The Literature Program


Course Offerings

The Literature Program at Bard offers courses in the following categories:
  • Sequence Courses
  • Introduction Courses
  • 100/200-Level Courses
  • 300- and 400-Level Courses
  • World Literature
  • Junior Seminar
Course Offerings
Historical studies in the Comparative, English and American literature traditions are organized into sequences. Click the course titles below to see the descriptions.

Sequence Courses

  • LIT 204A Comparative Literature I
  • LIT 204B Comparative Literature II: Baroque, Enlightenment, and the Age of Sensibility
  • LIT 250 English Literature I
  • LIT 252 English Literature III
  • LIT 257 American Literature I
  • LIT 259 American Literature III

Introduction Course Samples

  • LIT 103 Introduction to Literary Studies
  • LIT 2207 Reading as Writing as Reading: Exploring the Contemporary
  • LIT 2607 Introduction to Literary Theory

100/200-Level Course Samples

  • LIT 2032 Signs and Symbols: Pattern Recognition in Literature and Code
  • LIT 2050 Blues, Spirituals & The 20th Century African American Literature
  • LIT 2081 Mass Culture of Postwar Japan
  • LIT 2105 Poetic Justice: Law & Literature From Plato to the Present
  • LIT 2134 Traditions of African American Literature
  • LIT 2140 Domesticity and Power
  • LIT 218 Free Speech
  • LIT 2194 Berlin: Capital of the 20th Century
  • LIT 2213 Building Stories
  • LIT 2263 Culture & The Rise of the English Novel
  • LIT 233 The Easter Rising in Ireland, April 1916
  • LIT 234 Literature of the Crusades
  • LIT 2404 Fantastic Journeys and the Modern World
  • LIT 2485 James Joyce's Fiction
  • LIT 2501 Shakespeare
  • LIT 2882 Different Voices, Different Views

300- and 400-Level Course Samples

  • LIT 307 Through a Future Darkly, Global Crisis and the Triumph of Dystopia
  • LIT 3090 Black Mountain College & The Invention of Contemporary American Arts & Poetry
  • LIT 315 Proust: In Search of Lost Time
  • LIT 333 New Directions in Contemporary Fiction
  • LIT 355 American Realisms
  • LIT 3308 Reading and Writing the Hudson
  • LIT 405 Senior Colloquium: Literature
  • LIT 431 Post Fantasy, Fabulism, and the New Gothic

World Literature Courses

World Literature courses explore the interrelations among literary cultures throughout the world. They pay special attention to such topics as translation, cultural difference, the emergence of diverse literary systems, and the relations between global sociopolitical issues and literary form.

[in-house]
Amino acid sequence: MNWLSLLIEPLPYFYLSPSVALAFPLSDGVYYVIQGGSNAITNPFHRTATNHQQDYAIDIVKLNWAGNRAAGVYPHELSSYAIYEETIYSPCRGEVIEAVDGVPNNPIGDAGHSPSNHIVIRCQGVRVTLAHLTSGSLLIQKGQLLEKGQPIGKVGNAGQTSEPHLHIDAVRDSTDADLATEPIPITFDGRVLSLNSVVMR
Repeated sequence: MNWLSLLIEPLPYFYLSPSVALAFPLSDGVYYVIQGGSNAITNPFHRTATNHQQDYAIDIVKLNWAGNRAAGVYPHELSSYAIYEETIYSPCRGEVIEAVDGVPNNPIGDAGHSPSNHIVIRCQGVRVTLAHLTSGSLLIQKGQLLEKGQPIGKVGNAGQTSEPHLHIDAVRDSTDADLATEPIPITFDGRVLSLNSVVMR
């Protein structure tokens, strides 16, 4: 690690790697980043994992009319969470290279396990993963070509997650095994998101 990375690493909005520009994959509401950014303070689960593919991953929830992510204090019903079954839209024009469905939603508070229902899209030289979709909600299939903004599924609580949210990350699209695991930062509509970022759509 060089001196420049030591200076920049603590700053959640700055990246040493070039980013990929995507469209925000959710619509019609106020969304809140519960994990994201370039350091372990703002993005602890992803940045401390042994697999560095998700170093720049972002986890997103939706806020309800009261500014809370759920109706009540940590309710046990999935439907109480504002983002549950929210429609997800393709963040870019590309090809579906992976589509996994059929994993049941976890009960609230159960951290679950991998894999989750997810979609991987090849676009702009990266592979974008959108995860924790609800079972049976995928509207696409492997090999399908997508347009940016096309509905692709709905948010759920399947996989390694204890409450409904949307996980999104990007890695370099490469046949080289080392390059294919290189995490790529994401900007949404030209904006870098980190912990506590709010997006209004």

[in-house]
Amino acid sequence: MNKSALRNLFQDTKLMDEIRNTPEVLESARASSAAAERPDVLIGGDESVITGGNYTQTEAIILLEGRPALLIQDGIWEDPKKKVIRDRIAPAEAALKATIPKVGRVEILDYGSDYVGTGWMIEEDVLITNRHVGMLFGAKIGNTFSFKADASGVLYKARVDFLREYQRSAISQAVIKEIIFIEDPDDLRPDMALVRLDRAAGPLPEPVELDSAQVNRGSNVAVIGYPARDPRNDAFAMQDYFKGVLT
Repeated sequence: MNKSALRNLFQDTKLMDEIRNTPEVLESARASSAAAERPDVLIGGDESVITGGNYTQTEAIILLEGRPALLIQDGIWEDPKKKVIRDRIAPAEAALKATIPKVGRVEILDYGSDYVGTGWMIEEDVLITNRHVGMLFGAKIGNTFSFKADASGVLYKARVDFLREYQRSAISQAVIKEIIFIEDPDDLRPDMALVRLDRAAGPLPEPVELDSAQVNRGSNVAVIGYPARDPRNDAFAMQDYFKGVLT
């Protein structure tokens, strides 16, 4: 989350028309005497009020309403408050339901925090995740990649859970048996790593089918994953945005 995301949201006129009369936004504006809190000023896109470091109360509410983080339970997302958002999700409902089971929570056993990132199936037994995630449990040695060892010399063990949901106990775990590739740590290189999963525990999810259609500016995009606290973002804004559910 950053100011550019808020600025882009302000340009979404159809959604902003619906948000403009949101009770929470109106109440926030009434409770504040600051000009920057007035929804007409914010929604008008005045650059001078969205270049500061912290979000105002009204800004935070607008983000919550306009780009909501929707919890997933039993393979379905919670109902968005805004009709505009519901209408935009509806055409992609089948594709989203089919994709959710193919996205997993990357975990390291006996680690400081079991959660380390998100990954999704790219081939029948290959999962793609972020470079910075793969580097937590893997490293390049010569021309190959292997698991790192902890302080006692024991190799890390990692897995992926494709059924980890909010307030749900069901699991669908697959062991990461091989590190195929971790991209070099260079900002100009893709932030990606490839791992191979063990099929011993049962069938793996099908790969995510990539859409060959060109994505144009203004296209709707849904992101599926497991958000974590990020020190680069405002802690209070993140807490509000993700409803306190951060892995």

Current World Literature Courses

  • LIT 2031 Ten Plays that Shook the World
  • LIT 2120 Consciousness & Conscience
  • LIT 2203 Balkan Voices: Writing from Southeastern Europe
  • LIT 2509 Telling Stories About Rights
  • LIT 2672 Arab Women's Literature
  • LIT 319 People Moving: Literature & The Refugee

Junior Seminar in Literature

A junior seminar is specifically designed for moderated juniors preparing for senior project work in literature. Maximum enrollment is l5. Common expectations for all junior seminars are the following:

1) A 20-25 pp. paper will be written in the course of the semester, representing the student’s independent work.

2) The seminar will entail the students’ substantial exposure to a methodology other than close reading, that is, historical research, theory, or criticism and scholarship specific to the topic. By this means students grounded in close reading during their first two years will come to discover how to contextualize their ideas in significant ways. 

They will fine-tune their understanding of poetic techniques, or the forms of narrative of drama.   They will ask themselves how texts are vehicles for aesthetic and cultural values, as well as produce them. This is to study, in short, how literature participates in culture rather than simply serving as its reflection. They will also discover what literary analysis can tell us about the strengths and limitations of emerging textual practices (web-based research, distinguishing between primary sources and Wikipedia).

Students are expected to acquire competence in the methodology and to write the long paper within its framework.

3) The seminar will include short assignments and other work (such as discussion and writing practices that encourage exploratory and experimental ventures in the new area) that will help the students make progress toward the long paper, and secondarily encourage habits of collaborative work that may serve also as a support for the chapters of senior project.

Current Junior Seminar Courses

  • LIT 3122 The Revenge Tragedy
  • LIT 3244 Major Currents in American Thought
  • LIT 325 Why Do They Hate Us? Representing the Middle East
  • LIT 3521 Advanced Seminar: Mark Twain